The original “Wizard of Oz” triumphs over Tom and Jerry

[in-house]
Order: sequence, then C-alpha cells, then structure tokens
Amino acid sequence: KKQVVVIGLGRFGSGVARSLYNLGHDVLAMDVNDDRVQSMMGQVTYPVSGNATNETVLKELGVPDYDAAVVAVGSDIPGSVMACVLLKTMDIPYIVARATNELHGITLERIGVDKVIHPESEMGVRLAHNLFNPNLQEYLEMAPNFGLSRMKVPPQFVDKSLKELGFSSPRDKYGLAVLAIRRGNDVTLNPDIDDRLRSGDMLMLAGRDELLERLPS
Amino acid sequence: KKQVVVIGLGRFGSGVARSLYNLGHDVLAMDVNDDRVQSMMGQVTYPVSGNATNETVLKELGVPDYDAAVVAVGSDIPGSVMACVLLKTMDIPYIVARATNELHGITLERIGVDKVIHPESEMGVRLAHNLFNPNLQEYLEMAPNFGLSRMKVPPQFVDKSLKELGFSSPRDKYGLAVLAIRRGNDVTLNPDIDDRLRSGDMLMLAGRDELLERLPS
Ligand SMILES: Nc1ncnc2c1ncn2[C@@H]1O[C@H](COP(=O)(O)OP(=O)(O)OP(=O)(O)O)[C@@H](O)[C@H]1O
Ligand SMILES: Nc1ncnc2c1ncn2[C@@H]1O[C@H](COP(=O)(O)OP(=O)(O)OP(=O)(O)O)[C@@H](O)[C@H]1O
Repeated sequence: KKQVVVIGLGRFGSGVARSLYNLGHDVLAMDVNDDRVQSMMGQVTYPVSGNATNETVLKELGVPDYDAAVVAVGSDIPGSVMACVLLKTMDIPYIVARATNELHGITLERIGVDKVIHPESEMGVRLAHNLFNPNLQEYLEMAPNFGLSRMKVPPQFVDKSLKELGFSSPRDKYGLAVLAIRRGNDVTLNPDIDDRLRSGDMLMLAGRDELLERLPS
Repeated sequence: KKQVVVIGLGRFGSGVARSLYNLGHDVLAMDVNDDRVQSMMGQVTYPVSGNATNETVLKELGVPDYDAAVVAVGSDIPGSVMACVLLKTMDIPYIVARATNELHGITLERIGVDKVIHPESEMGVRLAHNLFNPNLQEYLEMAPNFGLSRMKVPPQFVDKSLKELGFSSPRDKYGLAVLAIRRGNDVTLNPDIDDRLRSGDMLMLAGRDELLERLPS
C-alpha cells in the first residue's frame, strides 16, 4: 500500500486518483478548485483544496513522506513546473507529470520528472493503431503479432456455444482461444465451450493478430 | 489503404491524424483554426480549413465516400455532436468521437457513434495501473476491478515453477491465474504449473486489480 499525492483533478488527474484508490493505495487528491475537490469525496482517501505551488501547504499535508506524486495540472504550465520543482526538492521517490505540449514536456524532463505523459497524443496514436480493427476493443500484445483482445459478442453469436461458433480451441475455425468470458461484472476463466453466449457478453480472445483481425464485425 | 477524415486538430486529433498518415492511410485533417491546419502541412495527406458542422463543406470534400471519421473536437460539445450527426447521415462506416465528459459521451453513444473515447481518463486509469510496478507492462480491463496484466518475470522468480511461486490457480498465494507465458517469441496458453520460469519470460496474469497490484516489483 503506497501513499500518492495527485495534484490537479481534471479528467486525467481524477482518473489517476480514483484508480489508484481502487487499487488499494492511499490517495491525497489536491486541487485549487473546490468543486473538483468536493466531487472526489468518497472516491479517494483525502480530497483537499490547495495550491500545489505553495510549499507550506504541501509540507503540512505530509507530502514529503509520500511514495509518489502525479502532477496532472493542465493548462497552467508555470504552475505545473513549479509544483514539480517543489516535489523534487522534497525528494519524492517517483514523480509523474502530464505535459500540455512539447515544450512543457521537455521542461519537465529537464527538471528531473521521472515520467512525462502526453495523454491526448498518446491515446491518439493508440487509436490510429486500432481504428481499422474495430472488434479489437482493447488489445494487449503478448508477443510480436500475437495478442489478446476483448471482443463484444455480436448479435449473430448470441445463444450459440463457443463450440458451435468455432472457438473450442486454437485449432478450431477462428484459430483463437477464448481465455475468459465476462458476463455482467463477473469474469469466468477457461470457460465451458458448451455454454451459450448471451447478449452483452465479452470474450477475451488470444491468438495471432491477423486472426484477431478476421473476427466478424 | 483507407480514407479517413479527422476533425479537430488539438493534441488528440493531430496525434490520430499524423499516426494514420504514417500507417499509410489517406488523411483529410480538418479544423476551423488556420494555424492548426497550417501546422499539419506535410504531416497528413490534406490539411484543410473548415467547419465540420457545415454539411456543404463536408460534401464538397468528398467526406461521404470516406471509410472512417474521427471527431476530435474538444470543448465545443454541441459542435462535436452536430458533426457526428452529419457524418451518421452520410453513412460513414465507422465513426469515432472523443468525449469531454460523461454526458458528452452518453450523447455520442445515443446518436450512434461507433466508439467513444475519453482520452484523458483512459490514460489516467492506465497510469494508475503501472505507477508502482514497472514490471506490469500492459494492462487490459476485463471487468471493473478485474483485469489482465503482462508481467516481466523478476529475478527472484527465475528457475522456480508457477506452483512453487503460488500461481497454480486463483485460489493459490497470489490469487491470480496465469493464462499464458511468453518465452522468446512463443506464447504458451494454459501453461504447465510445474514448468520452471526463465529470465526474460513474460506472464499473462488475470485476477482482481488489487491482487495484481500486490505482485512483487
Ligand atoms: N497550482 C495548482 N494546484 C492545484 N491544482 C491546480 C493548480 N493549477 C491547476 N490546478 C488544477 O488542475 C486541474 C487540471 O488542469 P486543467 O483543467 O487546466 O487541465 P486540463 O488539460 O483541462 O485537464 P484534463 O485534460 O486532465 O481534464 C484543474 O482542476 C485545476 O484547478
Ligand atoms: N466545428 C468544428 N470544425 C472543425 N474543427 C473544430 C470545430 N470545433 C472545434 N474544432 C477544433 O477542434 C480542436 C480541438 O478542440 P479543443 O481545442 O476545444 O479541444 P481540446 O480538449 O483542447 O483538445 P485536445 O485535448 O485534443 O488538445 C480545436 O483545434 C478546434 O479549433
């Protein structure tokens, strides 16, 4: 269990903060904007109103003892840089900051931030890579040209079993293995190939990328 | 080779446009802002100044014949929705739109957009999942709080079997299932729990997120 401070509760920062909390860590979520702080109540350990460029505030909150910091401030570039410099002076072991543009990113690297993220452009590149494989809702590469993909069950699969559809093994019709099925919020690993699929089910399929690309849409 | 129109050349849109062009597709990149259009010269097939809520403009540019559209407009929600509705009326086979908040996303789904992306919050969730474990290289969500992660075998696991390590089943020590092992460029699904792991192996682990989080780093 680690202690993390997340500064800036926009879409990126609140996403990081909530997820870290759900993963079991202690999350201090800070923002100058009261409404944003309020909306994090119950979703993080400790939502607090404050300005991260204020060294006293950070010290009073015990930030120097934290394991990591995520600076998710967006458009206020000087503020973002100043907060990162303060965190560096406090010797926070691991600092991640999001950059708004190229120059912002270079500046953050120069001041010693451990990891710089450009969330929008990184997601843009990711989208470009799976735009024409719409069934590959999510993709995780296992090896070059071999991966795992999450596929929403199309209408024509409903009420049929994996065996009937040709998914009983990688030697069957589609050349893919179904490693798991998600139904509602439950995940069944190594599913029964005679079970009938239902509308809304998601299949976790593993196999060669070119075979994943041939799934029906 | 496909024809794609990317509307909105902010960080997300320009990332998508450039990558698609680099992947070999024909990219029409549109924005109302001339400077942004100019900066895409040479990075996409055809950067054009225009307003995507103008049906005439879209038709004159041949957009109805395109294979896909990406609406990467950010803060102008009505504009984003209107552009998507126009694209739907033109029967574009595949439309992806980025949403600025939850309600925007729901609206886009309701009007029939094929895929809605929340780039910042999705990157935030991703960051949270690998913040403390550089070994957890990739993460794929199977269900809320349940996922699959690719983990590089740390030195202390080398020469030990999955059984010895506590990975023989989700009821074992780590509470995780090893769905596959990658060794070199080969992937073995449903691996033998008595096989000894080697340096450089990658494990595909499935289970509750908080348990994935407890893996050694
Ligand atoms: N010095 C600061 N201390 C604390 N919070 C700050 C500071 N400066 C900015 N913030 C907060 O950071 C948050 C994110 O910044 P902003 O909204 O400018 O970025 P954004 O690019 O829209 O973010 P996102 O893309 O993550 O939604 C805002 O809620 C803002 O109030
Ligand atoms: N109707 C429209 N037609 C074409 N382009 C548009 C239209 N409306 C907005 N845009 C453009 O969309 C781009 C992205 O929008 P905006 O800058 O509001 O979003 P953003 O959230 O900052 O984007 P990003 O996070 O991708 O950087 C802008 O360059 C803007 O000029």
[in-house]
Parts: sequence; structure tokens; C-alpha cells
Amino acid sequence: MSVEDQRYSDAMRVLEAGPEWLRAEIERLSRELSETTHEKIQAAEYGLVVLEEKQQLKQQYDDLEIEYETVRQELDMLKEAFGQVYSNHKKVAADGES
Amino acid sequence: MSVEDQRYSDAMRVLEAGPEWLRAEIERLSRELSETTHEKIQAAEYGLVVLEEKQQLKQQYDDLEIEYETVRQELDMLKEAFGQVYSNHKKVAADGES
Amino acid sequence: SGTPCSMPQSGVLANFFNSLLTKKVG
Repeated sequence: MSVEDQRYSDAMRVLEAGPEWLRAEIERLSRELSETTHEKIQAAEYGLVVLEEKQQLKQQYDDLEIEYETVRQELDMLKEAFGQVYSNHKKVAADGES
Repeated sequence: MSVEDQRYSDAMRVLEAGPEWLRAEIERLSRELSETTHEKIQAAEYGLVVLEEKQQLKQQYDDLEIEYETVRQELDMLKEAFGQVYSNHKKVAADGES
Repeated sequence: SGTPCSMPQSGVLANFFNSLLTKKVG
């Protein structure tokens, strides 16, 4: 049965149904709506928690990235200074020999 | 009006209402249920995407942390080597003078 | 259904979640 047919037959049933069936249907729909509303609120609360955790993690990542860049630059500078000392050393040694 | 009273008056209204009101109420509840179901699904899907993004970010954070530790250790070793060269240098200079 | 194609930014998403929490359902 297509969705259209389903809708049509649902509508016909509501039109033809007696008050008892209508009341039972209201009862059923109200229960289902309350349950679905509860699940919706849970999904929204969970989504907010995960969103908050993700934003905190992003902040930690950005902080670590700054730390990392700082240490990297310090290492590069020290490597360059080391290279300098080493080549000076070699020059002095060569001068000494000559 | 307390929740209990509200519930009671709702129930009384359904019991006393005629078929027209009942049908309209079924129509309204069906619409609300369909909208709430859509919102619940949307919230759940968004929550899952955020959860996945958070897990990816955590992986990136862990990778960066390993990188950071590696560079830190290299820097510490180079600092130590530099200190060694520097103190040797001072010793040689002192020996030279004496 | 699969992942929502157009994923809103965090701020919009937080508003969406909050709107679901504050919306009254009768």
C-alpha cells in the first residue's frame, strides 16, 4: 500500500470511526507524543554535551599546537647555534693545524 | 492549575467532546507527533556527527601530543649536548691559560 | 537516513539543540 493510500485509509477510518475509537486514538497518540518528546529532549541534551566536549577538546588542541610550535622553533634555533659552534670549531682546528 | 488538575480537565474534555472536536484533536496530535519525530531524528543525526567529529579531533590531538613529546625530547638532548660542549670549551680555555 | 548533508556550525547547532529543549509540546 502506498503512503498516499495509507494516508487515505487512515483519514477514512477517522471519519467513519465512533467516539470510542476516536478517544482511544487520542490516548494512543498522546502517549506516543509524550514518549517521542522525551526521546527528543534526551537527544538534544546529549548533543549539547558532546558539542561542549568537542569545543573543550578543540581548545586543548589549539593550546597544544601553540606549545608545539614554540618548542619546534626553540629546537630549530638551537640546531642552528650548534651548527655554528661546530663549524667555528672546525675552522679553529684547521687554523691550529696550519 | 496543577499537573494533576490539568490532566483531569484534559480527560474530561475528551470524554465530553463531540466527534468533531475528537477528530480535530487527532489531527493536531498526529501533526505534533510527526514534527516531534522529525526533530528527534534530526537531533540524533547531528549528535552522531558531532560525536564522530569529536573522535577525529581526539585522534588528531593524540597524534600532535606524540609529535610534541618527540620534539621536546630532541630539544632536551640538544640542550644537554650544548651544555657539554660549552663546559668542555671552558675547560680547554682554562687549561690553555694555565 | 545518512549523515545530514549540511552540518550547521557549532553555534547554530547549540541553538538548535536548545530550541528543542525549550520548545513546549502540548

The Wizard of Oz Ever since becoming a dad at long last, I’ve given some thought to those classic films of my childhood that I planned to share with Max when the time came. In so doing, I’d both relive these beloved stories and of course vicariously enjoy Max’s reactions as he experienced the twists and turns of these timeless classics for the first time. Then Tom and Jerry stomped all over my careful plans. Max discovered their “Wizard of Oz” parody on Netflix, and it was so good a copy of -er, faithful to – the original, that it gave away all the main plot points and of course the big “reveal” of the Wizard’s identity. Plus the overall look and design of the original, from the opening credits down to the design of the Emerald City. And there’s even a couple of the songs, done in a competent manner but not in any way threatening the reputation of the original versions. Great, I thought. Now when he thinks of The Wizard of Oz he’ll think of this – the pratfalls and shenanigans of a cat-and-mouse cartoon comedy team. And there goes the surprise of the “man behind the curtain”. I knew I had to ramp up my timeline for showing him the original. So when Max and I both had a stay-at-home, lay-low sick day this week, and I’d gotten plenty of work done by midafternoon, I realized: now is the time. So I dug my DVD of “Oz” out of storage, dimmed the lights, and cranked it up. And hoped that thoughts of Tom and Jerry would soon be banished. It didn’t start out as I’d hoped. Max kept telling me “in the other one, Tom and Jerry jumped off the roof and…” or some such summary of the cartoon slapstick of the knockoff version. But soon, the references to Tom and Jerry ceased, and Max was completely engrossed in the film. At one point he even pronounced it “awesome!” It was very interesting to rewatch this film I feel I know so well, and to discover – as with all great films – new details I’d either forgotten or paid little attention to previously. Like Auntie Em and Uncle Henry trying to save their chicks due to “trouble with the incubator” when we first meet them, or the Emerald City folk doffing their caps, as if for royalty, when Glenda the Good Witch makes her reappearance near the end. Plus many little reactions and interactions between the cast all the way through. And little questions, like when exactly did Dorothy’s friends have time to remove their stolen guard uniforms while being chased around the WIcked Witch’s castle? Musically, I’d not noticed before that they stole a bit of “Night on Bald Mountain” for the soundtrack, during the final escape from the witch’s castle! I suspected there were more of these borrowings I didn’t recognize, and sure enough, a glance at IMDb shows there are a couple of others in there among the timeless original gems that are highly appropriate for their scenes: “The Happy Farmer” for the farm scenes, and “By the Shade of the Old Apple Tree” for their skirmish with the apple trees. I’ll have to listen for them next time. Of course the film is sprinkled liberally with timeless lines that have long since entered the public consciousness, and it was a joy to hear them again from the source. “We’re not in Kansas anymore!” “Pay no attention to the man behind the curtain!” and so many more. Plus innumerable little lines that are always smile-inducing: “People come and go so quickly around here!” “I even scare myself!” “They call them Phi- er, Phila- er… Good Deed Doers.” And of course I’m in tears for half the film, since it taps into such a primal, childhood-memory, fairy tale state of thinking, probably my first movie experience of larger-than-life villainy, of being far from home and loved ones, and learning that “there’s no place like home” (something that never took any convincing to persuade me the truth of!). It’s interesting that, despite the switch from black-and-white to colour being such a feature of the film, it had a completely powerful effect on me despite my first viewings being on our old black-and-white TV. (Remember when the only time you could see the film was every Easter as a “Special Presentation” on CBS? Viewing it was like a sort of annual tradition.) By the end, Max had enjoyed every minute, and the power of classic cinema to engage his young imagination and overcome lesser imitators was well proven. Indeed, there’s no place like Oz!

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